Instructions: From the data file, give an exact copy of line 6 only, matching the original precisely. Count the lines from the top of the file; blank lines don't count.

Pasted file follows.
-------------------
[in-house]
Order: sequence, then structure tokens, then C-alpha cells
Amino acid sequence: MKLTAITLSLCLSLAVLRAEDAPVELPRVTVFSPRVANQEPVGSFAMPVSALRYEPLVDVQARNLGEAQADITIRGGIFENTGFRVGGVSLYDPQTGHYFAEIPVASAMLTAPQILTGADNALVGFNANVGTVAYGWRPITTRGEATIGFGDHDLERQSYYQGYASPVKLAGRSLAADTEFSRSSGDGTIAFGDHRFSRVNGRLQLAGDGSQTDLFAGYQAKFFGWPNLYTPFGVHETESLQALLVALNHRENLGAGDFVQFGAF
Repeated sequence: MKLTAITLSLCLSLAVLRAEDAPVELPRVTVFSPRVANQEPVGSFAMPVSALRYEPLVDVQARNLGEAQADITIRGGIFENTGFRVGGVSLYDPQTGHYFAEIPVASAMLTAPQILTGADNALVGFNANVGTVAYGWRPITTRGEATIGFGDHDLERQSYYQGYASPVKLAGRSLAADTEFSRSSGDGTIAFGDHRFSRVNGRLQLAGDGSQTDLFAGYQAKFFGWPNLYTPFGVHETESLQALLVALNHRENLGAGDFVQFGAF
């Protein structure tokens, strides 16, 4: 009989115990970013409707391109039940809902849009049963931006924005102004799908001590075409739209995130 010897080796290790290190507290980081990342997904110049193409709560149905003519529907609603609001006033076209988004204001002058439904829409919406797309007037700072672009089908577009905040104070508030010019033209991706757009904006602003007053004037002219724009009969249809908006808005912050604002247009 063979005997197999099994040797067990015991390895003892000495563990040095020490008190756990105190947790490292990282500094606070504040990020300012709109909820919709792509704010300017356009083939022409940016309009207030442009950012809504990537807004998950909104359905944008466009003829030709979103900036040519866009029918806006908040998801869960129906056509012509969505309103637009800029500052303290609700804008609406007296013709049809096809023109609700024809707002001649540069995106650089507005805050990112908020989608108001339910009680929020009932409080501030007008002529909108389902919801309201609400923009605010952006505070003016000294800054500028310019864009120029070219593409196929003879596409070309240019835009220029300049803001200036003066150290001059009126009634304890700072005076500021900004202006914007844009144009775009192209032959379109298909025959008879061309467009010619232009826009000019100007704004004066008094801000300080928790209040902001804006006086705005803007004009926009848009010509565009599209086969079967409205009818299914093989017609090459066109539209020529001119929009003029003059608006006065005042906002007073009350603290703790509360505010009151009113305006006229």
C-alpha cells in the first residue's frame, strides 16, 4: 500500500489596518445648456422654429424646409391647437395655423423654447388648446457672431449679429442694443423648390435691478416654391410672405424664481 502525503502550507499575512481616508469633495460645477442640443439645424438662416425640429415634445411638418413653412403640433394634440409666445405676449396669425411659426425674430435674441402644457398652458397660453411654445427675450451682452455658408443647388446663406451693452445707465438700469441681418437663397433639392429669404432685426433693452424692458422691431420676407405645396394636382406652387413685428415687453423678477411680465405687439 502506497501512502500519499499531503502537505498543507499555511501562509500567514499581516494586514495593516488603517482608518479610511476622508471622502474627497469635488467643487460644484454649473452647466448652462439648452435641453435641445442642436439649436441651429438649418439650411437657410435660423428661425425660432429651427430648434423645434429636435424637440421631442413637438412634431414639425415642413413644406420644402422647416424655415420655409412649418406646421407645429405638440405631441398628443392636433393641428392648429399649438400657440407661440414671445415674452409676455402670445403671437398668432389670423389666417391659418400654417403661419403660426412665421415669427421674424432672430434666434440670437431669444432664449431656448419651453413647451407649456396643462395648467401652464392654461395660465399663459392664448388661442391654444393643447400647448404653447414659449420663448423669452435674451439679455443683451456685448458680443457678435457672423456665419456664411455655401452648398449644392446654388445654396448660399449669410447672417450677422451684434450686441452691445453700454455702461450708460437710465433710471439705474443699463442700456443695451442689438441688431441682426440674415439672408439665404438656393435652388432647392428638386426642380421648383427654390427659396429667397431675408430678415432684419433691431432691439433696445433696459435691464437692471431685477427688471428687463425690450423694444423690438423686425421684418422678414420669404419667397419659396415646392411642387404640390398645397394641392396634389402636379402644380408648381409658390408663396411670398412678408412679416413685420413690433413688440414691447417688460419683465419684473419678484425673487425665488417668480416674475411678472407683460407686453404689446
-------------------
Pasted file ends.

C-alpha cells in the first residue's frame, strides 16, 4: 500500500489596518445648456422654429424646409391647437395655423423654447388648446457672431449679429442694443423648390435691478416654391410672405424664481 502525503502550507499575512481616508469633495460645477442640443439645424438662416425640429415634445411638418413653412403640433394634440409666445405676449396669425411659426425674430435674441402644457398652458397660453411654445427675450451682452455658408443647388446663406451693452445707465438700469441681418437663397433639392429669404432685426433693452424692458422691431420676407405645396394636382406652387413685428415687453423678477411680465405687439 502506497501512502500519499499531503502537505498543507499555511501562509500567514499581516494586514495593516488603517482608518479610511476622508471622502474627497469635488467643487460644484454649473452647466448652462439648452435641453435641445442642436439649436441651429438649418439650411437657410435660423428661425425660432429651427430648434423645434429636435424637440421631442413637438412634431414639425415642413413644406420644402422647416424655415420655409412649418406646421407645429405638440405631441398628443392636433393641428392648429399649438400657440407661440414671445415674452409676455402670445403671437398668432389670423389666417391659418400654417403661419403660426412665421415669427421674424432672430434666434440670437431669444432664449431656448419651453413647451407649456396643462395648467401652464392654461395660465399663459392664448388661442391654444393643447400647448404653447414659449420663448423669452435674451439679455443683451456685448458680443457678435457672423456665419456664411455655401452648398449644392446654388445654396448660399449669410447672417450677422451684434450686441452691445453700454455702461450708460437710465433710471439705474443699463442700456443695451442689438441688431441682426440674415439672408439665404438656393435652388432647392428638386426642380421648383427654390427659396429667397431675408430678415432684419433691431432691439433696445433696459435691464437692471431685477427688471428687463425690450423694444423690438423686425421684418422678414420669404419667397419659396415646392411642387404640390398645397394641392396634389402636379402644380408648381409658390408663396411670398412678408412679416413685420413690433413688440414691447417688460419683465419684473419678484425673487425665488417668480416674475411678472407683460407686453404689446